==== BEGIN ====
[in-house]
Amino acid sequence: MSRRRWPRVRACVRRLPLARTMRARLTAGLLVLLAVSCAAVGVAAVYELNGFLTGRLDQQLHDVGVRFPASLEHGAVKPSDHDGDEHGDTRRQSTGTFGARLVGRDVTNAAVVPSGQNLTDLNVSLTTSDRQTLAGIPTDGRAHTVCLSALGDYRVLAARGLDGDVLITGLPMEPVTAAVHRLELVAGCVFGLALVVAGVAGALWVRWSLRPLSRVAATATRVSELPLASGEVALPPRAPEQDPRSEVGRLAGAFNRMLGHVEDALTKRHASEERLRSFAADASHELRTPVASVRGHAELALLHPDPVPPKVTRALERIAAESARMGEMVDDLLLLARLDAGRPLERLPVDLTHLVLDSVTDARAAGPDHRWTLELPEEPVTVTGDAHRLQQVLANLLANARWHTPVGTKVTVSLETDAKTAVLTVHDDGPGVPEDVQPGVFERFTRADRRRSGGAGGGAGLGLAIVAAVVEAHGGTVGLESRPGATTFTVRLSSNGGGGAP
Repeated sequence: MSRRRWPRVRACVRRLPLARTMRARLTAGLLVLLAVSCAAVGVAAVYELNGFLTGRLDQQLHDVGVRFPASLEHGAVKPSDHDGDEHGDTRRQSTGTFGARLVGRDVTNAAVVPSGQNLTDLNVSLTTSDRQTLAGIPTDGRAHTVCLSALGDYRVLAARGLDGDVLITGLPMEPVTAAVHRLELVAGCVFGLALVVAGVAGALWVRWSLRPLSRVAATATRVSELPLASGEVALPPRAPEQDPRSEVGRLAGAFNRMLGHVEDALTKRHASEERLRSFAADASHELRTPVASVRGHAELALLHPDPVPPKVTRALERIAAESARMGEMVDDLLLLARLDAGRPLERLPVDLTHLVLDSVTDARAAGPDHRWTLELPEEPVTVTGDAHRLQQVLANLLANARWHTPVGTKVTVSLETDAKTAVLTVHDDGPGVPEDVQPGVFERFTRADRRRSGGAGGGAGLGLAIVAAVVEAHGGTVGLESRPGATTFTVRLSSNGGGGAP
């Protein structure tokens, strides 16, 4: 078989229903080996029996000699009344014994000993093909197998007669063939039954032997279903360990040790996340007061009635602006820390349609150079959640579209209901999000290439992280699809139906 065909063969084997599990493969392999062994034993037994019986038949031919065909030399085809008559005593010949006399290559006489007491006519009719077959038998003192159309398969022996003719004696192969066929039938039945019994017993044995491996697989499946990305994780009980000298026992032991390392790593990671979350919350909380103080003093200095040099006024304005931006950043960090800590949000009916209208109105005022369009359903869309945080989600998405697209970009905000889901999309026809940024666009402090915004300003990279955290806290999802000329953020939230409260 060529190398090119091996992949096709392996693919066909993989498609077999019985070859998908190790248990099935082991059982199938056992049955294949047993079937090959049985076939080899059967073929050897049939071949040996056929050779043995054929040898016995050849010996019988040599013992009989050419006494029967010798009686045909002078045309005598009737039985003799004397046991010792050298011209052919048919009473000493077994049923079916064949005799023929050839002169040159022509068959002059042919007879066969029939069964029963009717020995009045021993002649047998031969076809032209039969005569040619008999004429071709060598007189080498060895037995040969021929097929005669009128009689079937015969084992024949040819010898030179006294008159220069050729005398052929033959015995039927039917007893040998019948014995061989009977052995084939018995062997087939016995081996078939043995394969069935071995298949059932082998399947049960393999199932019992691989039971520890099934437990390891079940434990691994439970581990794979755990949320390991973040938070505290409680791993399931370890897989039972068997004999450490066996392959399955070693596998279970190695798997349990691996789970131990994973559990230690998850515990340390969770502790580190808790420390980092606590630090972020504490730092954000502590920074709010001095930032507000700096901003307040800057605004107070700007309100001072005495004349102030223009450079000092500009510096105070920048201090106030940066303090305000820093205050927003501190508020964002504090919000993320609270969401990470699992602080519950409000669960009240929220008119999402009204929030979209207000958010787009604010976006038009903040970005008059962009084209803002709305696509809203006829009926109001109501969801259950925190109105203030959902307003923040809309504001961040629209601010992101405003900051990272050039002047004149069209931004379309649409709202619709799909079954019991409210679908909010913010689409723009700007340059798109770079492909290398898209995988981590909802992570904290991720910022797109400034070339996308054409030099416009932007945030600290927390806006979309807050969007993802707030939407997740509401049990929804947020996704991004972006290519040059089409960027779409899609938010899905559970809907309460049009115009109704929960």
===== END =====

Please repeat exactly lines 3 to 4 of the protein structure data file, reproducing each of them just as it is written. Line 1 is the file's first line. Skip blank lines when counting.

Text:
Repeated sequence: MSRRRWPRVRACVRRLPLARTMRARLTAGLLVLLAVSCAAVGVAAVYELNGFLTGRLDQQLHDVGVRFPASLEHGAVKPSDHDGDEHGDTRRQSTGTFGARLVGRDVTNAAVVPSGQNLTDLNVSLTTSDRQTLAGIPTDGRAHTVCLSALGDYRVLAARGLDGDVLITGLPMEPVTAAVHRLELVAGCVFGLALVVAGVAGALWVRWSLRPLSRVAATATRVSELPLASGEVALPPRAPEQDPRSEVGRLAGAFNRMLGHVEDALTKRHASEERLRSFAADASHELRTPVASVRGHAELALLHPDPVPPKVTRALERIAAESARMGEMVDDLLLLARLDAGRPLERLPVDLTHLVLDSVTDARAAGPDHRWTLELPEEPVTVTGDAHRLQQVLANLLANARWHTPVGTKVTVSLETDAKTAVLTVHDDGPGVPEDVQPGVFERFTRADRRRSGGAGGGAGLGLAIVAAVVEAHGGTVGLESRPGATTFTVRLSSNGGGGAP
């Protein structure tokens, strides 16, 4: 078989229903080996029996000699009344014994000993093909197998007669063939039954032997279903360990040790996340007061009635602006820390349609150079959640579209209901999000290439992280699809139906 065909063969084997599990493969392999062994034993037994019986038949031919065909030399085809008559005593010949006399290559006489007491006519009719077959038998003192159309398969022996003719004696192969066929039938039945019994017993044995491996697989499946990305994780009980000298026992032991390392790593990671979350919350909380103080003093200095040099006024304005931006950043960090800590949000009916209208109105005022369009359903869309945080989600998405697209970009905000889901999309026809940024666009402090915004300003990279955290806290999802000329953020939230409260 060529190398090119091996992949096709392996693919066909993989498609077999019985070859998908190790248990099935082991059982199938056992049955294949047993079937090959049985076939080899059967073929050897049939071949040996056929050779043995054929040898016995050849010996019988040599013992009989050419006494029967010798009686045909002078045309005598009737039985003799004397046991010792050298011209052919048919009473000493077994049923079916064949005799023929050839002169040159022509068959002059042919007879066969029939069964029963009717020995009045021993002649047998031969076809032209039969005569040619008999004429071709060598007189080498060895037995040969021929097929005669009128009689079937015969084992024949040819010898030179006294008159220069050729005398052929033959015995039927039917007893040998019948014995061989009977052995084939018995062997087939016995081996078939043995394969069935071995298949059932082998399947049960393999199932019992691989039971520890099934437990390891079940434990691994439970581990794979755990949320390991973040938070505290409680791993399931370890897989039972068997004999450490066996392959399955070693596998279970190695798997349990691996789970131990994973559990230690998850515990340390969770502790580190808790420390980092606590630090972020504490730092954000502590920074709010001095930032507000700096901003307040800057605004107070700007309100001072005495004349102030223009450079000092500009510096105070920048201090106030940066303090305000820093205050927003501190508020964002504090919000993320609270969401990470699992602080519950409000669960009240929220008119999402009204929030979209207000958010787009604010976006038009903040970005008059962009084209803002709305696509809203006829009926109001109501969801259950925190109105203030959902307003923040809309504001961040629209601010992101405003900051990272050039002047004149069209931004379309649409709202619709799909079954019991409210679908909010913010689409723009700007340059798109770079492909290398898209995988981590909802992570904290991720910022797109400034070339996308054409030099416009932007945030600290927390806006979309807050969007993802707030939407997740509401049990929804947020996704991004972006290519040059089409960027779409899609938010899905559970809907309460049009115009109704929960």